[FOM] "Mathematician in the street" on AC
pratt at cs.stanford.edu
Tue Aug 18 02:12:44 EDT 2009
Aha, the "counted" terminology is just what I wanted, thanks Thomas.
Too bad it's not in wider use. What's a citation for the term that no
Wikipedia editor would complain about, in case it seems worth mentioning
in the article on countable sets?
There are many analogous situations where everyone is in agreement that
this sort of distinction makes a difference. One familiar example is
the distinction between R^n and an n-dimensional vector space over the
reals for finite n. It is a theorem of ZF that a basis exists for the
latter, whereas the former amounts to the same thing (up to isomorphism)
but equipped with a specific basis, which determines an inner product
and hence notions of angle and length. In consequence one can define
"n-dimensional Euclidean space" as R^n but not as an n-dimensional
vector space over R.
An example that gives computability students grief is the distinction
between a program for computing a partial recursive function and the
partial recursive function it computes. The latter is defined as one
for which a program exists. The confusion arises when one writes phi_x
to denote a partial recursive function; the student then has to
determine from context exactly who has access to the index x: the
program, the student, the instructor, an oracle... If the student is
still struggling with this when confronted with the recursion theorem,
that every partial recursive function can be implemented in a way that
gives it access to its own index, the theorem may seem either vacuously
true, meaningless, false, or (the intended impression) miraculous.
Yet another example is the category of sets and functions as usually
understood. This is cartesian closed, and bountifully so, namely in a
proper class of ways, but no one would want to appeal to its being so
closed in practice without first fixing a specific tensor product
(invariably cartesian product) and right adjoint A=>B thereof
(invariably the set of functions from A to B). More generally one
assumes coherence conditions that avoid the sort of craziness that
results from relying on uncorrelated existentials.
If "counted" were to become a generally recognized notion, the natural
theorem in ZF would be "Every counted union of counted sets is counted."
It is natural in the sense that it surely formalizes the intuitions of
those who consider it pretty much as obvious as the countability of N^2.
The version that is independent of ZF would be the less obvious variant,
"Every counted union of countable sets is countable" when defining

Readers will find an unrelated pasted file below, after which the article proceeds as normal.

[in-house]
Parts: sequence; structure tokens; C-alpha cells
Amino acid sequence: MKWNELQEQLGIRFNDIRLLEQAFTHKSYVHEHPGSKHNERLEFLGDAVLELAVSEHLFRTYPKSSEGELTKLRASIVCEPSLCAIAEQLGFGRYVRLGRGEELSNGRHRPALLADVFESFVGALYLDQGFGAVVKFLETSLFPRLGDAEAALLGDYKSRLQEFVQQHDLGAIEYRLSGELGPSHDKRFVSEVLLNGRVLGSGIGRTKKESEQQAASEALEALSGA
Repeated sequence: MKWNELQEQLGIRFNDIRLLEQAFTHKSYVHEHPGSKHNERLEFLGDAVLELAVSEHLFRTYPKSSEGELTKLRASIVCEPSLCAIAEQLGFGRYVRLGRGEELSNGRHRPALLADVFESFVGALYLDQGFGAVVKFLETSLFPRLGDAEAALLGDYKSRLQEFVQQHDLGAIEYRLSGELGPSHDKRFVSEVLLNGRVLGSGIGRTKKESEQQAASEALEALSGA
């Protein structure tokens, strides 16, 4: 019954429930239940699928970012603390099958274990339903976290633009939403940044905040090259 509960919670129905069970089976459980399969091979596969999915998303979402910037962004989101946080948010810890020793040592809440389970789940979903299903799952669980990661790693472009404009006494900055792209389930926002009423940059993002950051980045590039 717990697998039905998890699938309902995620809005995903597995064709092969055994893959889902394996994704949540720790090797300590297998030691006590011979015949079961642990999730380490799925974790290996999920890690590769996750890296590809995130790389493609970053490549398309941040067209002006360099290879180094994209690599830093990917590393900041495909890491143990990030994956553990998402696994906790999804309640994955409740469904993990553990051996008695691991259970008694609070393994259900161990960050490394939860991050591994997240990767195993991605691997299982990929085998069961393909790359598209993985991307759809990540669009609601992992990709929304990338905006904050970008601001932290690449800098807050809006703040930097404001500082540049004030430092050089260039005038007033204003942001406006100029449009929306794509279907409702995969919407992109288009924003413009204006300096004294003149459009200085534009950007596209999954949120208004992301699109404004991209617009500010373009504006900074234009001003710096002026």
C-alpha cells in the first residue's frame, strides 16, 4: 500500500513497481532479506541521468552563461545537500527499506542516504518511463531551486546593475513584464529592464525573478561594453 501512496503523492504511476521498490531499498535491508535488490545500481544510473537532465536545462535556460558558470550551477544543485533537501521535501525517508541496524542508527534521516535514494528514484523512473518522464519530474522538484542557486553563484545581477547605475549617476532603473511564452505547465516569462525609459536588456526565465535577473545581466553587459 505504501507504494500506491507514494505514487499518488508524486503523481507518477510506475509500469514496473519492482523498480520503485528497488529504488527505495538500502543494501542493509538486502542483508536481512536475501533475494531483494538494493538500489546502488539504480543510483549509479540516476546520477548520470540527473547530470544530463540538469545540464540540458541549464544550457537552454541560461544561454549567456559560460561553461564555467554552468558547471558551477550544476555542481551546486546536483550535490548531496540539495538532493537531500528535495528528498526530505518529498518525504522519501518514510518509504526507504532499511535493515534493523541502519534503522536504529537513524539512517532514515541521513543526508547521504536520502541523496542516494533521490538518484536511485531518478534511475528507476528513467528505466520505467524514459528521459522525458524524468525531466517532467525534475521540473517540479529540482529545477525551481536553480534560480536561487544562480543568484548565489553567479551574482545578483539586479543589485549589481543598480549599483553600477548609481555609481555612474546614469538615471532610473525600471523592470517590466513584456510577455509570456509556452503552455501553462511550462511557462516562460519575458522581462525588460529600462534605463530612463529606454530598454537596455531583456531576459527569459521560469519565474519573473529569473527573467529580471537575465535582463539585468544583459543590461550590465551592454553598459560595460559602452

countable union as an omega-ary operation, and "Every countable union of
countable sets is countable" when defining countable union as a unary
operation mapping P^w(P^w(X)) to PX (where P^w(X) denotes the set of
countable subsets of X, and with the theorem being nonvacuous in this
last case only for uncountable X since P^w(X) = P(X) when X is countable).
Unfortunately when the only thing that's at stake is dependence on
something even weaker than AC, junior faculty just coming up for tenure
aren't likely to take that sort of subtlety terribly seriously.
Part of the problem here is that AC itself is too abstract to be
concretely meaningful to most "working mathematicians," and therefore
not something they feel comfortable passing value judgments on.
Accepting AC as true has something of the flavor of Pascal's Wager: if
AC is true then so are the theorems that appeal to it, but if AC is
neither true nor false then no harm has been done. (In making his wager
Pascal seems not to have reckoned with the possibility of an Antigod who
would consign him to eternal torment for worshipping God, the
counterpart of AC being false. Goedel showed that AC can't be false,
but who convinced Pascal that there is no Antigod?)
If I wanted to motivate someone to draw the distinction between a
countable set and a counted set, I would instead point out to them that
the former notion when applied to countably infinite sets entails
quantifying over uncountably many functions. I would then ask them
whether they were comfortable with the notion of countability depending
on quantifying over a domain that not only was uncountable but that
contained insane functions that, relative to each other, were wildly
intractable, going all the way up the arithmetic hierarchy and far
beyond. When put that concretely they might think twice about it.
But I would also ask them whether they thought Erdos would judge their
non-ZF proof (of the countability of countable unions of countable sets)
as "straight from The Book." This is not to imply that The Book must
outlaw every non-theorem of ZF ("every vector space is free" being a
great candidate), only those which can be moved into ZF by a better
choice of definition of some concept without losing their basic import.
Thomas Forster wrote:
> Dear Vaughan,
> Thank you for this nice exposition. The notion you are using is
> the one that Conway coined the phrase *counted set* for. However, i
> think you are being far too charitable in your description of normal
> mathematical practice. I think you are crediting these good people
> with using the notion of counted set *consistently* (in which case,
> as you observe, no AC is needed). Sadly what i think is going on is
> that the mathematician-in-the-trailer-park is engaged in a fallacy of
> equivocation between the two notions. Worse, they do not take kindly
> to having this equivocation pointed out to them.
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